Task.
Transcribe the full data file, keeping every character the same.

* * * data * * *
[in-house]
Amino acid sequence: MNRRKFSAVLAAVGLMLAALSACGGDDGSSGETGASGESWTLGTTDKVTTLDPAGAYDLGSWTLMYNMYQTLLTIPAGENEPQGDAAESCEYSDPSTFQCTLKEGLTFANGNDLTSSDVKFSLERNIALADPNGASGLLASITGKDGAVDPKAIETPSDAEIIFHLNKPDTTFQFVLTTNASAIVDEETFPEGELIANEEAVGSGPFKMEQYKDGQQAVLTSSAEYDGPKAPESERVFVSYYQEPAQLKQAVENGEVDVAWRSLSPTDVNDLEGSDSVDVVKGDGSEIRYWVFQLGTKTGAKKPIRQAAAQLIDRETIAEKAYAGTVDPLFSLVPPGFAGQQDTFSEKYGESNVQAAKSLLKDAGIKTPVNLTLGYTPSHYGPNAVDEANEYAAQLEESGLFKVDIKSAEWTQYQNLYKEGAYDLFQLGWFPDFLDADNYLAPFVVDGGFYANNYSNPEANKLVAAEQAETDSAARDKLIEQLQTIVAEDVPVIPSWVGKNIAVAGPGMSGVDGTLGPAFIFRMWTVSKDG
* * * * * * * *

[in-house]
Amino acid sequence: MNRRKFSAVLAAVGLMLAALSACGGDDGSSGETGASGESWTLGTTDKVTTLDPAGAYDLGSWTLMYNMYQTLLTIPAGENEPQGDAAESCEYSDPSTFQCTLKEGLTFANGNDLTSSDVKFSLERNIALADPNGASGLLASITGKDGAVDPKAIETPSDAEIIFHLNKPDTTFQFVLTTNASAIVDEETFPEGELIANEEAVGSGPFKMEQYKDGQQAVLTSSAEYDGPKAPESERVFVSYYQEPAQLKQAVENGEVDVAWRSLSPTDVNDLEGSDSVDVVKGDGSEIRYWVFQLGTKTGAKKPIRQAAAQLIDRETIAEKAYAGTVDPLFSLVPPGFAGQQDTFSEKYGESNVQAAKSLLKDAGIKTPVNLTLGYTPSHYGPNAVDEANEYAAQLEESGLFKVDIKSAEWTQYQNLYKEGAYDLFQLGWFPDFLDADNYLAPFVVDGGFYANNYSNPEANKLVAAEQAETDSAARDKLIEQLQTIVAEDVPVIPSWVGKNIAVAGPGMSGVDGTLGPAFIFRMWTVSKDG